English: A basket of garlic (allium sativum) o...

I believe that the details of the Vaishnava diet are not solely determined by the vegetarian principle of ahimsa (non-violence). The principles of ahimsa intersect with another set of principles, those of śaucam (cleanliness) to produce the various specific morays of the Vaishnava diet. The Vaishnava eats what s/he offers to Viṣṇu – and what s/he selects to offer to Viṣṇu is chosen from a menu that meets principles of non-violence as well as cleanliness. Thus, various Vaishnava groups don’t eat some foods, even though those foods are not intrinsically violent (eggs, onion, garlic, carrots, potatoes, mushrooms). Without considering the principle of cleanliness – only considering non-violence, this baffles the onlooker. Foods that do not grow in the light (onions, garlic, carrots, etc.) are “unclean.” Eggs are unclean because they are menstrual byproducts.

We find that the non-violent principles are far more important than the cleanliness principles, however. Because many pure Vaishnava’s will offer and eat foods that do not grow in the light. In ISKCON, for example, carrots are frequently eaten. There is room for leeway in the cleanliness principle, but not nearly as much room for it in the non-violence principle.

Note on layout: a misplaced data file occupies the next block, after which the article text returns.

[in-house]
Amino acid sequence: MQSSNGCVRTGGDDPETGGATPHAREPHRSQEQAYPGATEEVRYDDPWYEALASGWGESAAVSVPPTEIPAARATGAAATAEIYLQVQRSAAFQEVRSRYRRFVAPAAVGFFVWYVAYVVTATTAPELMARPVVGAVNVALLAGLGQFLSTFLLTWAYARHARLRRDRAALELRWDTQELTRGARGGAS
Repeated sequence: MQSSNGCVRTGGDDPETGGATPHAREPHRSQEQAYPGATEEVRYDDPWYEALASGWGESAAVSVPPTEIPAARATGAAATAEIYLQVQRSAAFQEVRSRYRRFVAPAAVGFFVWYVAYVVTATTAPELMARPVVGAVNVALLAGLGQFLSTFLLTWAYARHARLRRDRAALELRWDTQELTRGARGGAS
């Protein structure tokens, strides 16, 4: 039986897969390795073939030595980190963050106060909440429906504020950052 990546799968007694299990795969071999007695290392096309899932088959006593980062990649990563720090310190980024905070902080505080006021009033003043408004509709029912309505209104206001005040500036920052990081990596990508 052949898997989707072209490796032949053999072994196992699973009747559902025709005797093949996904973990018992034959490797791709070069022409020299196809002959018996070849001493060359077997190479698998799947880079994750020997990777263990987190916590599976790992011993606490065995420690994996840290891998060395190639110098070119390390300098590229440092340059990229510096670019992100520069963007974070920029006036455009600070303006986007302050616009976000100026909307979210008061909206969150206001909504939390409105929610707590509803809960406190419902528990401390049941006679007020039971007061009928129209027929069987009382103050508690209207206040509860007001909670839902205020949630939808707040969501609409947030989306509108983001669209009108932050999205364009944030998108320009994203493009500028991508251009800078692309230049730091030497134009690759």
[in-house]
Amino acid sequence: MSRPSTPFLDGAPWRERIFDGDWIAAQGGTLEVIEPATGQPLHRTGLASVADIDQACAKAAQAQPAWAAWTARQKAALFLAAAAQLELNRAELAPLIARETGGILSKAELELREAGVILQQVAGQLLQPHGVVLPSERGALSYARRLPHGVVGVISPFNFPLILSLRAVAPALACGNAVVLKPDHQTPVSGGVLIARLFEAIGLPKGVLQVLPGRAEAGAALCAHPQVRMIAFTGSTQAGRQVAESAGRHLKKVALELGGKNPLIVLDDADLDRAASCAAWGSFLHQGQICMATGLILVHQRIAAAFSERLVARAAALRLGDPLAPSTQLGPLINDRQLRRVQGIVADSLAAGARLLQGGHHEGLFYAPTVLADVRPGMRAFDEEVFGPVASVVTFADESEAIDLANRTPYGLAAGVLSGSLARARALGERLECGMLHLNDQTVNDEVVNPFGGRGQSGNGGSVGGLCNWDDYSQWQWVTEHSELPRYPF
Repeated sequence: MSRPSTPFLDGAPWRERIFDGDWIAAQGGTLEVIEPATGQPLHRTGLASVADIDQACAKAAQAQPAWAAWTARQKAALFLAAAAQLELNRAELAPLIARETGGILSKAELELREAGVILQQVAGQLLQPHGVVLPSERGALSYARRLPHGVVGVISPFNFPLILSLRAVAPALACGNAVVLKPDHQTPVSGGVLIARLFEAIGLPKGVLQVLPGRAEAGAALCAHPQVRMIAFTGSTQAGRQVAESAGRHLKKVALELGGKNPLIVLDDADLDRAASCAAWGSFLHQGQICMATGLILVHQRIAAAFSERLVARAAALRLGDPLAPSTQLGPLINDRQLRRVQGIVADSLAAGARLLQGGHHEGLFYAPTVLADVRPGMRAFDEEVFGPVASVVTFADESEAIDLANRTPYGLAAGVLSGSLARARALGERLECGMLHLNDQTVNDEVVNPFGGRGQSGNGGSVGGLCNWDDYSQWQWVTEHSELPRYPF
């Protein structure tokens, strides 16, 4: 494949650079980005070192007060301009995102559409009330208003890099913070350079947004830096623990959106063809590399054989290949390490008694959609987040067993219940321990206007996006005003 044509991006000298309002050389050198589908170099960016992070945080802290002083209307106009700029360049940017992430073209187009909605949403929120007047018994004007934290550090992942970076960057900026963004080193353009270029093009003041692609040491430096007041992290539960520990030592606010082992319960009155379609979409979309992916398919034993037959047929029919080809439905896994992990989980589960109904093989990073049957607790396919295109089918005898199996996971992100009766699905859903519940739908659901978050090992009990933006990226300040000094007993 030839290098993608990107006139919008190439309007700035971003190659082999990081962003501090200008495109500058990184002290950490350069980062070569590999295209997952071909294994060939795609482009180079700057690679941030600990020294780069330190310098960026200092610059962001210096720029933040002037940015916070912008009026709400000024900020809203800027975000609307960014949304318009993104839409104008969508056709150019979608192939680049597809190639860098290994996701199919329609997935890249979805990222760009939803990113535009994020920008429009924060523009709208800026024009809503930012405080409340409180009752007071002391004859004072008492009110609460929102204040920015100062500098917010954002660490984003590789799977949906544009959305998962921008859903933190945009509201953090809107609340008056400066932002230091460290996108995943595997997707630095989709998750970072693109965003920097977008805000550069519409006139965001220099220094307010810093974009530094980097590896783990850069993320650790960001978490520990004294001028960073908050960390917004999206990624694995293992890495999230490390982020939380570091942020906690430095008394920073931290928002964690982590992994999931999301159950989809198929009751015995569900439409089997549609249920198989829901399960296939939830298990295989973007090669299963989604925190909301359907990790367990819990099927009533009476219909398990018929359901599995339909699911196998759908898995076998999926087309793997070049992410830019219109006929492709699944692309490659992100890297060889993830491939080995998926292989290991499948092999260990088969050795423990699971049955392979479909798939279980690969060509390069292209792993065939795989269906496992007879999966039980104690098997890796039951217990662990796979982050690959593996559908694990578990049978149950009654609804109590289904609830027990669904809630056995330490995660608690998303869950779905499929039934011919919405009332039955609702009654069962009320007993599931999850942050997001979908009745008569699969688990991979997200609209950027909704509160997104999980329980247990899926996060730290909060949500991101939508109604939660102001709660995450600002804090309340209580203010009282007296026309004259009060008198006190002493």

2 thoughts on “No Garlic?

    1. The principles of cleanliness are a lot more fluid than those of non-violence. It’s not necessary not to eat potatoes and so on, but it is far, far more necessary not to eat in a manner that causes violence to other living beings.

      I ought to also mention that there are other principles I didn’t mention in my original post. For example, the principle of “health” is also a factor in Vaishnava diet. “Health” means, the effect a food has on your mind and body. Many of the dietary rules are based on the principle of maintaining an ideal acid/alkaline balance. Others have to do with more esoteric thoughts about the psychological effect of various foods.

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